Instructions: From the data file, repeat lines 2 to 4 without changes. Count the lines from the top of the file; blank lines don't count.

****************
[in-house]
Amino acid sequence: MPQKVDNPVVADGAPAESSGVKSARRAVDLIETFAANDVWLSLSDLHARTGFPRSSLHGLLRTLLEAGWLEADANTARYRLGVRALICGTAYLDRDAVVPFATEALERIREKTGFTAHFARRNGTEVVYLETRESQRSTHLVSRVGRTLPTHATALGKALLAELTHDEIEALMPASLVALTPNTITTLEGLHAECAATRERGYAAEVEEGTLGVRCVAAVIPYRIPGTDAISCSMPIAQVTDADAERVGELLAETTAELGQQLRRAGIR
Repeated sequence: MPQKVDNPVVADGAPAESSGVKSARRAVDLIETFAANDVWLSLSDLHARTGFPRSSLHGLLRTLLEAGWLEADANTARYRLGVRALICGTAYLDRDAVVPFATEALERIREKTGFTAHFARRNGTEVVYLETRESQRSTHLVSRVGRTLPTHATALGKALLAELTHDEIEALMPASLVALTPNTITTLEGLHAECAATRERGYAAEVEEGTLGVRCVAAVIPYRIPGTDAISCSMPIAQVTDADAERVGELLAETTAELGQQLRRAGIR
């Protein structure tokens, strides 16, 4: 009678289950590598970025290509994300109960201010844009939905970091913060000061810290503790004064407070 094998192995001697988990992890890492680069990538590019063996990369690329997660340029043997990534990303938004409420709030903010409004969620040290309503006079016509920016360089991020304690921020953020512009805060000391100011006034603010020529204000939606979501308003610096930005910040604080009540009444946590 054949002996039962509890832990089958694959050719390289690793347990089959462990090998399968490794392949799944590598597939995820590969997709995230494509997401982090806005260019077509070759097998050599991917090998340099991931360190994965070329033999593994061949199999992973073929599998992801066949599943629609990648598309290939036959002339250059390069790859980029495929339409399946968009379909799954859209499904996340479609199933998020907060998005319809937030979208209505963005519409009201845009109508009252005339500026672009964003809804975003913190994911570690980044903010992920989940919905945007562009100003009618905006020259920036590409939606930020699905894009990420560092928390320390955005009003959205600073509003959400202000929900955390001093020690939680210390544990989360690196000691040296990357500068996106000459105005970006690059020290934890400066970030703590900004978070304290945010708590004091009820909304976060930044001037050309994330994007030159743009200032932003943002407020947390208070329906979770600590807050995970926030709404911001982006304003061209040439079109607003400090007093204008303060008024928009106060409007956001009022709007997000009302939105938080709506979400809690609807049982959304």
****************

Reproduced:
Amino acid sequence: MPQKVDNPVVADGAPAESSGVKSARRAVDLIETFAANDVWLSLSDLHARTGFPRSSLHGLLRTLLEAGWLEADANTARYRLGVRALICGTAYLDRDAVVPFATEALERIREKTGFTAHFARRNGTEVVYLETRESQRSTHLVSRVGRTLPTHATALGKALLAELTHDEIEALMPASLVALTPNTITTLEGLHAECAATRERGYAAEVEEGTLGVRCVAAVIPYRIPGTDAISCSMPIAQVTDADAERVGELLAETTAELGQQLRRAGIR
Repeated sequence: MPQKVDNPVVADGAPAESSGVKSARRAVDLIETFAANDVWLSLSDLHARTGFPRSSLHGLLRTLLEAGWLEADANTARYRLGVRALICGTAYLDRDAVVPFATEALERIREKTGFTAHFARRNGTEVVYLETRESQRSTHLVSRVGRTLPTHATALGKALLAELTHDEIEALMPASLVALTPNTITTLEGLHAECAATRERGYAAEVEEGTLGVRCVAAVIPYRIPGTDAISCSMPIAQVTDADAERVGELLAETTAELGQQLRRAGIR
């Protein structure tokens, strides 16, 4: 009678289950590598970025290509994300109960201010844009939905970091913060000061810290503790004064407070 094998192995001697988990992890890492680069990538590019063996990369690329997660340029043997990534990303938004409420709030903010409004969620040290309503006079016509920016360089991020304690921020953020512009805060000391100011006034603010020529204000939606979501308003610096930005910040604080009540009444946590 054949002996039962509890832990089958694959050719390289690793347990089959462990090998399968490794392949799944590598597939995820590969997709995230494509997401982090806005260019077509070759097998050599991917090998340099991931360190994965070329033999593994061949199999992973073929599998992801066949599943629609990648598309290939036959002339250059390069790859980029495929339409399946968009379909799954859209499904996340479609199933998020907060998005319809937030979208209505963005519409009201845009109508009252005339500026672009964003809804975003913190994911570690980044903010992920989940919905945007562009100003009618905006020259920036590409939606930020699905894009990420560092928390320390955005009003959205600073509003959400202000929900955390001093020690939680210390544990989360690196000691040296990357500068996106000459105005970006690059020290934890400066970030703590900004978070304290945010708590004091009820909304976060930044001037050309994330994007030159743009200032932003943002407020947390208070329906979770600590807050995970926030709404911001982006304003061209040439079109607003400090007093204008303060008024928009106060409007956001009022709007997000009302939105938080709506979400809690609807049982959304």